Paul Smith, outsourcing director at Harvey Nash, says that what the market is crying out for, however, is not technically proficient CIOs but those with business nouse. “IT directors that are strategic and business savvy are more in demand than technologists,” he says.
IT’s coming home
“Today, we made a very big decision,” wrote Manjul Shah, CEO of Silicon Valley-headquartered development agency Riya in April 2007. “It was difficult and painful but the right one.”
The decision was to move Riya’s coding workshop from Bangalore, where it had been since 2002, back to California. The problem was not the availability of talent, which Shah described as of surprisingly high quality. The problem was wage inflation.
“Bangalore wages have just been growing like crazy,” he wrote giving the example of one employee who had spent the first five years of his career working for between 1% and 10% of the salary of an American counterpart. The next year his salary rose to 20%, and then, while at Riya, jumped to 75% within two years.
Eventually, the cost of paying Bangalore wages combined with the inconvenience of operating in two distant continents forced the company to give up on its Indian adventure.
Shah described the moment as “a turning point for [the company] and maybe India”. And as if to confirm that watershed moment, in August 2007 Indian IT services giant Wipro announced that it intended to hire 500 to 1,000 staff in Atlanta, Georgia, pressured by the inflation of the rupee and by a desire to provide its US customers with a locally resident skills base.
What that demonstrates is that the passage of IT-related work between the West and the sub-continent is not a one-way street.
Wage inflation, however, does not mean that the Indian advantage in executing development and IT support work will evaporate – India still has a huge, home-grown pool of skills on its side.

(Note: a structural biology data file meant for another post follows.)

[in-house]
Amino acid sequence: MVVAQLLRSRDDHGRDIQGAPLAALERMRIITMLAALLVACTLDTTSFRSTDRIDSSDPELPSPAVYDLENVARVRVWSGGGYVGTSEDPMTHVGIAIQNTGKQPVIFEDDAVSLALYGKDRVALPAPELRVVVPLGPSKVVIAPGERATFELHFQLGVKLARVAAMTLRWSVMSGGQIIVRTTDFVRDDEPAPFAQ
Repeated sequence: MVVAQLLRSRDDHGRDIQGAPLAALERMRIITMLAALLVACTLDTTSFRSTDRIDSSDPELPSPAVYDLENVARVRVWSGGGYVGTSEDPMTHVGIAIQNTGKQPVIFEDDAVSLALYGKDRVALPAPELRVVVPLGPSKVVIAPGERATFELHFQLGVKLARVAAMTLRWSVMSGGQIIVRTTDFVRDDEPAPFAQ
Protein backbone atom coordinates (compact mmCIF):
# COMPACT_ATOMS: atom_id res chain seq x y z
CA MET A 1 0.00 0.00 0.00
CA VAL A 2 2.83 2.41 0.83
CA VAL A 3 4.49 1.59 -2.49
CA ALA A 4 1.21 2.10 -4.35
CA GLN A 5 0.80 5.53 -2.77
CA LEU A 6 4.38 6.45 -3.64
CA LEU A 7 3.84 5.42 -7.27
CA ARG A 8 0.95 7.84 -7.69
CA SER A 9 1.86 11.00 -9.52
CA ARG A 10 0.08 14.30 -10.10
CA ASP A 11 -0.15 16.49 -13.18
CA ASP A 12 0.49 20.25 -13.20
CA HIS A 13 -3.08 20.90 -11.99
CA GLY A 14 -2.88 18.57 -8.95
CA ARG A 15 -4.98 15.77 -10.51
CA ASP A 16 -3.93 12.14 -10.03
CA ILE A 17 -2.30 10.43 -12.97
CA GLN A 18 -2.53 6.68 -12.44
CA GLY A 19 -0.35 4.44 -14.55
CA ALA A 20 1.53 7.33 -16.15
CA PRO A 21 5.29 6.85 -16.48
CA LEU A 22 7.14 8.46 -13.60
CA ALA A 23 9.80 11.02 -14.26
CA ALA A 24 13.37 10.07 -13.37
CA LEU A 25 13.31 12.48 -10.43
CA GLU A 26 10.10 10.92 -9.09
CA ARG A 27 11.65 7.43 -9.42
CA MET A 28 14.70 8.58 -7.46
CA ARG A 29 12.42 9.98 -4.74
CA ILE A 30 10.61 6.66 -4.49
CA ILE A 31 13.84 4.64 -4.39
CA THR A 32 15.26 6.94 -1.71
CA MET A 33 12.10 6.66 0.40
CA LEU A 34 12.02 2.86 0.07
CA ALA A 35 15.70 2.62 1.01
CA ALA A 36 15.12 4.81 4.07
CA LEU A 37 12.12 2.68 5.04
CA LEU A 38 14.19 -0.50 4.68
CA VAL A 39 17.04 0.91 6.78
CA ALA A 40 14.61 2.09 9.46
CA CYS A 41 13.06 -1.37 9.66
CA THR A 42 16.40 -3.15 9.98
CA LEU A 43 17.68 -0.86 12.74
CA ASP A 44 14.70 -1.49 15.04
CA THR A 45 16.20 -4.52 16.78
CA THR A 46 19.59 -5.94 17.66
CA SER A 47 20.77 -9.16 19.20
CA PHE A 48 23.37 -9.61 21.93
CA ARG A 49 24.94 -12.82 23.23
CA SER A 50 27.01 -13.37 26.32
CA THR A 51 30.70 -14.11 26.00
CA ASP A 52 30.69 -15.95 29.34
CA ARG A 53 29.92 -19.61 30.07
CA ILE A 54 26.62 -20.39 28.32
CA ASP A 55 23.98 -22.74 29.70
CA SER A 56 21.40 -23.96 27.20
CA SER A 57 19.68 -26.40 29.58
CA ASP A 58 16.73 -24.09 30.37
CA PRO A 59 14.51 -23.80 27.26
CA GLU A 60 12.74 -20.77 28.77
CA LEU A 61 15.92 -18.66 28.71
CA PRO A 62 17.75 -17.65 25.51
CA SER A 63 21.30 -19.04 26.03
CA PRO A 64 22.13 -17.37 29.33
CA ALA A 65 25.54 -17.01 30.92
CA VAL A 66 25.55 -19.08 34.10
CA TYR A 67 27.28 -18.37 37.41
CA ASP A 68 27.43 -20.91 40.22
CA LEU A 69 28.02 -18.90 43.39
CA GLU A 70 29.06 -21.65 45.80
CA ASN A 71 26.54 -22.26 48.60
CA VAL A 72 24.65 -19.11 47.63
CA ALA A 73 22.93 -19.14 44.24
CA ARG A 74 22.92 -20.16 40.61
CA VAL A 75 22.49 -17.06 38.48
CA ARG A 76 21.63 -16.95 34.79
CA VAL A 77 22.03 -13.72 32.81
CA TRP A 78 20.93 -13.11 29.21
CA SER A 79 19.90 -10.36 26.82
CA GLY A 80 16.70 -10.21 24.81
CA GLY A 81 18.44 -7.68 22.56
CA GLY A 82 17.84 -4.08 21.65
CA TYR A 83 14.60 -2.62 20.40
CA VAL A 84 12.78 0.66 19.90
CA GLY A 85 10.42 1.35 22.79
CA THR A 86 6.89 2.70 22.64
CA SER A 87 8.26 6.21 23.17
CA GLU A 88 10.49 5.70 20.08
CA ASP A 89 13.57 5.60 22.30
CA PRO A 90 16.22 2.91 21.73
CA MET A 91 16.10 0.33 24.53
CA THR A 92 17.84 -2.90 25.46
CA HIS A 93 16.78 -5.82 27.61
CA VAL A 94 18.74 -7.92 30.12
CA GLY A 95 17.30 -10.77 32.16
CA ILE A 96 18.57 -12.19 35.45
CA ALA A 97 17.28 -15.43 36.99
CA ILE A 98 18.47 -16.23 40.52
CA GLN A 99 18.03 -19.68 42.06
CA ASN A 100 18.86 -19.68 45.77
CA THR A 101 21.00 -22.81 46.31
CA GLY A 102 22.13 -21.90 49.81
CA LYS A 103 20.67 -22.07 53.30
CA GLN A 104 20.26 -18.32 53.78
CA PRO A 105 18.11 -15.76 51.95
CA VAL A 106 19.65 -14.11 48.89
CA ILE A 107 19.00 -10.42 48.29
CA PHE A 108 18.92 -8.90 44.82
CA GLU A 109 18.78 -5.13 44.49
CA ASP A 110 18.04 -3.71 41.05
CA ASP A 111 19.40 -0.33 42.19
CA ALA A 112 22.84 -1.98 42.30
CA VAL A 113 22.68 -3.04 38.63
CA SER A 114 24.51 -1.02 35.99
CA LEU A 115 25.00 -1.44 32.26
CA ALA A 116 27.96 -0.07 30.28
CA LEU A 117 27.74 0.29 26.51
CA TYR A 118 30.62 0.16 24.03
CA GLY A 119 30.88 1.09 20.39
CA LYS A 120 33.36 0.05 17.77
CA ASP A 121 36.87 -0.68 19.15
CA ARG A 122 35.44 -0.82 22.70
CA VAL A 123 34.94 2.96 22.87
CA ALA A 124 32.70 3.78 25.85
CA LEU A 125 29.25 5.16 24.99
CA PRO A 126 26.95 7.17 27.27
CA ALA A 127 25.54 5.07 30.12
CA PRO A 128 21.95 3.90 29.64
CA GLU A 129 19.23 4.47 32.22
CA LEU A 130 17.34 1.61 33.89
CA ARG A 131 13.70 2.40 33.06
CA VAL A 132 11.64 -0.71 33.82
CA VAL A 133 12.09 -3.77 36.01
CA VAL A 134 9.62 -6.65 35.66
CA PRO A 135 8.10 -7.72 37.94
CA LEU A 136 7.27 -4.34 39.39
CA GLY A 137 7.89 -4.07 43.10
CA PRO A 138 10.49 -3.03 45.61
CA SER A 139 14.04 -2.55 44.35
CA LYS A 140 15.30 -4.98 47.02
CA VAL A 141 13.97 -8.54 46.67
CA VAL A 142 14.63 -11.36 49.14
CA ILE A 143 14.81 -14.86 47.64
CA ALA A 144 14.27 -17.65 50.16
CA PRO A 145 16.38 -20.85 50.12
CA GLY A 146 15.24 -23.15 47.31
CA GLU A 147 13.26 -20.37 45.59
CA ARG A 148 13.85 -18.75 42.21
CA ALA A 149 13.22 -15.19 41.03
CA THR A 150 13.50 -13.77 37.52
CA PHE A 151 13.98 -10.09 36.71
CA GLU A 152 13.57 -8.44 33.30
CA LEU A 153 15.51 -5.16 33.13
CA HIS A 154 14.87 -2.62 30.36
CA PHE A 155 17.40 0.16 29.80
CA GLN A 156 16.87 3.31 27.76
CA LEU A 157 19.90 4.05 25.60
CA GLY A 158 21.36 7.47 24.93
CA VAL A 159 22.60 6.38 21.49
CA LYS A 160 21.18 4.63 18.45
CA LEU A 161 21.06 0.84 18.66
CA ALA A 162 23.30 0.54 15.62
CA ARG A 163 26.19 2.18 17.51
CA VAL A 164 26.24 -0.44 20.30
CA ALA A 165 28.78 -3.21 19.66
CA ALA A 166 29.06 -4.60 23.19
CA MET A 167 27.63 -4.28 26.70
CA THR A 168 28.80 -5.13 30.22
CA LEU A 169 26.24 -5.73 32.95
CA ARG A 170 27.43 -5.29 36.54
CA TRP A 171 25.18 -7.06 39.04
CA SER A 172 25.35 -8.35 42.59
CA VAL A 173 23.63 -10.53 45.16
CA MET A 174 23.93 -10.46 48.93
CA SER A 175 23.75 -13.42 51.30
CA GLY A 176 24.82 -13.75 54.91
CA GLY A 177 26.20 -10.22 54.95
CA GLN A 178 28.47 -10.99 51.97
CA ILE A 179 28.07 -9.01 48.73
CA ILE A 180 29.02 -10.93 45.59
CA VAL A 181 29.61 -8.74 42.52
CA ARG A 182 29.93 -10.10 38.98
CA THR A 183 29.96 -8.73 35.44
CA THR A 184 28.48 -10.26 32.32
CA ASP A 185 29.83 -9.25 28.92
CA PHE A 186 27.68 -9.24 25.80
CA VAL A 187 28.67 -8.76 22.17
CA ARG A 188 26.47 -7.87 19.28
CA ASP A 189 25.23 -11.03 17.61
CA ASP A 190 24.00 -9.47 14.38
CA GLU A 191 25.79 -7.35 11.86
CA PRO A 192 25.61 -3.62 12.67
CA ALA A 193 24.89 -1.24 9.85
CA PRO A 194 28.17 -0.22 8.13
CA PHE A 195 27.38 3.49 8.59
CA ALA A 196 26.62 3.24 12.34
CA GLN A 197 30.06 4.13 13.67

“The lasting economies [of offshoring to India] do not come from the cheaper labour, they come from the sheer numbers,” explains John Torrie, UK CEO of Steria, the French IT services company that recently bought Xansa for its Indian capability (see Company Analysis). “If you’ve got a project that needs 50 developers, you can find them in a day in India. Over here, they might take months to hire.”
Nevertheless, a more complex picture of the global distribution of IT work is clearly emerging, one which requires each nation to define what it offers the rest of the world, and make sure it does it better than anyone else.
Smith believes that it is the CIOs that focus on technology, not strategy and profitability, who are the ones that make the most noise about the looming skills crisis. “Many CIOs still believe they need to have a large in-house development team,” he says. “I would describe that as a legacy thought process.”
Of course, the senior management candidates that are technically competent but strategically focused will be even harder to find in the future if there is nobody coming up through the ranks. The statistic that there are over 100,000 vacant IT positions in the UK, coupled with the paucity of science graduates and the constant outflow of programming jobs to India and other offshore locations, might suggest that there will be no-one to fill the senior management positions in the years to come. But not everyone is so negative.
“People leaving secondary schools and universities are much more computer literate than ever before,” says Jeff Barnes, head of the instructor community for QA-IQ, the country’s largest IT training provider. “We have candidates on our courses that we haven’t traditionally seen before; the strong business candidate that is technically aware.”
Barnes reports that, although his company’s bread and butter is still training systems administrators and programmers, people from all departments of the business are being put forward by their employers for technical training. “For example, we might have the head of the marketing department come in to learn how to be a Microsoft SharePoint administrator,” he explains.
As the roles of technician and businessman blur, technical education before graduation will become less important, says Barnes. “Today, employers are not targeting graduates with IT degrees, they are targeting graduates with good degrees in any subject,” he argues. “A good degree is very much a proof of capability, and that capability can be applied to whatever is needed of the candidate.”